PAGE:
The inflationary environment of the late 1970s to mid-80’s took nearly 10-years for the cycle to play out. This is ample time for a laddered portfolio to naturally reorient itself at higher rate levels due to principal/coupon reinvestments.

That said – in all likelihood – the Fed learned its Volker-taught lesson of this time period. Therefore, it would not allow high levels of inflation to persist for such a long time and would quickly stamp this out through monetary tightening policies.

Source: Bloomberg

 

3. We stay at current levels:

Currently, municipal valuations are relatively attractive to other high-grade fixed income asset classes.

Below is a yield curve comparison depicting yields (from highest to lowest) for:

  • Taxable equivalent yield (37%) of a recent tax-exempt Bangor, WI Electric Utility Revenue issue: This is for example only and demonstrates the types of bonds we invest in for our clients. 
  • AA rated Corporate Benchmark (Bloomberg)
  • Taxable equivalent yield (37%) of the tax-exempt municipal benchmark (MMD)
  • Treasury yields
  • (Dotted) Tax-exempt municipal AA rated benchmark (MMD)

Munis remain attractive in yield and credit quality. A recent Moody’s Default Report[1] noted that:

  • There were no virus-related municipal bond defaults in 2020
  • Municipal ratings were resilient to virus-related pressures…while corporate ratings experienced more frequent rating downgrades
  • Municipal credits continue to remain highly rated

Diversification is key in this environment. Both in terms of asset classes and one’s bond portfolio maturity range. And relatively speaking, municipals remain a very attractive high-grade fixed income asset class when considering both yield and safety.

Relative to other asset classes, bonds will provide a safe-haven in a low inflation/deflationary environment and should not experience the same levels of volatility as stocks during uncertain/bad economic climates. Yields are low given the Fed’s activity in the market, though as I noted above, all asset classes are artificially stimulated given this activity.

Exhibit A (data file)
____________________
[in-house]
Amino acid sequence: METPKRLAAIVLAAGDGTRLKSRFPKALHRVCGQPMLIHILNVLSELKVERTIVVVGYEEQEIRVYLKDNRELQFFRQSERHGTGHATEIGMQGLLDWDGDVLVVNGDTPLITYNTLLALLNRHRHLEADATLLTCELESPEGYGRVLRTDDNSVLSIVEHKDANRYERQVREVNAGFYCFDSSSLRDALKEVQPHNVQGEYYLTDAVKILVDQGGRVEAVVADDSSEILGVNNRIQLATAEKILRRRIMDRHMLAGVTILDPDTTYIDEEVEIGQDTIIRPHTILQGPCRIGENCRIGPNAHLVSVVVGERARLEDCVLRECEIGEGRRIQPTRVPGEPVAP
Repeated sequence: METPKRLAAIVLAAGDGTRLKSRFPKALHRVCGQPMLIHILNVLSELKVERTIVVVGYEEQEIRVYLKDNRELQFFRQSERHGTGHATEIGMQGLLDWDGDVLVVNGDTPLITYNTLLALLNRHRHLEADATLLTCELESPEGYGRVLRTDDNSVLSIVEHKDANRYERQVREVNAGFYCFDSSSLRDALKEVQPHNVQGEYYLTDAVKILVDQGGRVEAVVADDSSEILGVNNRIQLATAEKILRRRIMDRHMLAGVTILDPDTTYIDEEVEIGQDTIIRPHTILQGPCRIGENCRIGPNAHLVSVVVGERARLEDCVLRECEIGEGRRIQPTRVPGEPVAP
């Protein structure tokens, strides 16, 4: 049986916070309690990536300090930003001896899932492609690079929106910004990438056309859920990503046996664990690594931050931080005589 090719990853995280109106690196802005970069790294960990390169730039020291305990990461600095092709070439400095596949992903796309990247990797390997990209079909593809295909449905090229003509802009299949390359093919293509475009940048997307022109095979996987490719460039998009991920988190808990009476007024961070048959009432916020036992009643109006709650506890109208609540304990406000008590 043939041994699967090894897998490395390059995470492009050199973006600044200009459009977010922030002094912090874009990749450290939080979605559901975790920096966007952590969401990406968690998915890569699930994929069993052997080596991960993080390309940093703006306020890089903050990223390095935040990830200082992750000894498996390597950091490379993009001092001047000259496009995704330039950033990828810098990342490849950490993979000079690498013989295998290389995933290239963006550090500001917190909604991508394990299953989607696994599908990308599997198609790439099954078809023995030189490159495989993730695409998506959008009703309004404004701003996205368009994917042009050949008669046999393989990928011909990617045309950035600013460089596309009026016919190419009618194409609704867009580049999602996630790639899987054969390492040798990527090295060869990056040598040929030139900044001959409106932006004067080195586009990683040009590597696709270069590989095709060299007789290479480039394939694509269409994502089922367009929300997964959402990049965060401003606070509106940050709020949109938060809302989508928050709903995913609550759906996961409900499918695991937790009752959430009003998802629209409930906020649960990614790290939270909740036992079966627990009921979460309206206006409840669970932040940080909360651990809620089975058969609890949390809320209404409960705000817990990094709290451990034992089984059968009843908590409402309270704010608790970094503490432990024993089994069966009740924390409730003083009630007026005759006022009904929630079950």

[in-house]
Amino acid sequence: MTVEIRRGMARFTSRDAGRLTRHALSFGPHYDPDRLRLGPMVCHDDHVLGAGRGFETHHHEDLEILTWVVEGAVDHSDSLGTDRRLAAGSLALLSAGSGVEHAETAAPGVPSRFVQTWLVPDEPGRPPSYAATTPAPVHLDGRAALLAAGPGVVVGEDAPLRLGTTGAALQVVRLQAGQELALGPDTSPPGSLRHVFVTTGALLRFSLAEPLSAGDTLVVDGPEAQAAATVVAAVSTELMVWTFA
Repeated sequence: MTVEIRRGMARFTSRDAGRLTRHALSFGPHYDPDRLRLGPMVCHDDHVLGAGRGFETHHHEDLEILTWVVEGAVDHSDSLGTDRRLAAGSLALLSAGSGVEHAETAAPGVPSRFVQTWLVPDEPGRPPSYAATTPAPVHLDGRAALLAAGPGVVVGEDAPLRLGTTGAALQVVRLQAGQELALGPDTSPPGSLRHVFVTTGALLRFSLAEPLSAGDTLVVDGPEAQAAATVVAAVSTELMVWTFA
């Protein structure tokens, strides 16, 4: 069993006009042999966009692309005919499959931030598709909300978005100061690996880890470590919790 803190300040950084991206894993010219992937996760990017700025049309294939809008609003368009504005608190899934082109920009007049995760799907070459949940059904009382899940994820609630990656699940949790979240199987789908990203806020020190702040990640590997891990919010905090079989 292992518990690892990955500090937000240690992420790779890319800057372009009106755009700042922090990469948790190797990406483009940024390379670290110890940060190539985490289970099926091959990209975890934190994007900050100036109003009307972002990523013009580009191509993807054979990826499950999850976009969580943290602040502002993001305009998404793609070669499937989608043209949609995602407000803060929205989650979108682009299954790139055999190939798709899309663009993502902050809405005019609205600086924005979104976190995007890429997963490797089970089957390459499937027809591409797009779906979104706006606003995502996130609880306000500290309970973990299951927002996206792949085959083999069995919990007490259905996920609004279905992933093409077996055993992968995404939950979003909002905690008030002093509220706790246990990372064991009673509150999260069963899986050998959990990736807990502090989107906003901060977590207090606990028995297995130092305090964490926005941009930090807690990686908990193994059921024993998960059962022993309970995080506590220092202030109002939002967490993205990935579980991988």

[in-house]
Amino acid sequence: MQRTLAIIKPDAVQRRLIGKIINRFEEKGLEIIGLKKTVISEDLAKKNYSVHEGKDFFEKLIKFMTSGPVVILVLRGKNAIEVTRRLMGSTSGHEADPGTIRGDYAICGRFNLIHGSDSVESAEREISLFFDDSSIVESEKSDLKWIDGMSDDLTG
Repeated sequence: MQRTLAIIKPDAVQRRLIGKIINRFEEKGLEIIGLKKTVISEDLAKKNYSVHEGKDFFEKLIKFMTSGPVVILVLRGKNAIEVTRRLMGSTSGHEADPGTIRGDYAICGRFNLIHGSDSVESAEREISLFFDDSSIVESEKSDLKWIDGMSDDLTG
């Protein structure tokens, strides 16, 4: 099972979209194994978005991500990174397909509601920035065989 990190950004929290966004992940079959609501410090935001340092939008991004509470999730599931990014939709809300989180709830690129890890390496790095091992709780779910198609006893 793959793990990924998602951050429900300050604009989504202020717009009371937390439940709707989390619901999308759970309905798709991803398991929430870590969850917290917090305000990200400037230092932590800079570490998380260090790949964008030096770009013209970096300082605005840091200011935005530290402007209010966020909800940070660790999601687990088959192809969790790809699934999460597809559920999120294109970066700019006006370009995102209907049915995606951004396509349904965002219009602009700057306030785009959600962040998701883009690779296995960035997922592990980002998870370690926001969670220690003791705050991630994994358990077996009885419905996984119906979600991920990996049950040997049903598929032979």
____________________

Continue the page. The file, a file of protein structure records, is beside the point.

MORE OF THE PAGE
If you have any questions regarding your portfolio or the market in general, don’t hesitate to reach out to your Investment Specialist or Portfolio Manager.

 

Sincerely,

Matt Bernardi
Vice President

 


[1] Moody’s Investors Service: US municipal bond defaults and recoveries, 1970-2020; July 9th, 2021

The past year and half presented many challenges, but also a multitude of silver-linings and learning experiences. Within the municipal bond market, the experience verified the sector’s overall creditworthy reputation and balance sheet sturdiness. Federal monetary and fiscal policy intervention certainly have helped, though most states projected balanced budgets prior to the latest round of direct fiscal aid.[1] Furthermore, prior to the sharp economic recovery – catalyzed by reopening, Federal aid, and loose monetary policy – most states and localities were dealing with the crisis in stride through job cuts, project delays, draws on cash reserves, debt refinancing, and other fiscal levers. This experience should be comforting to municipal bond investors as the asset class served its primary purpose of principal preservation – largely without extraordinary federal intervention.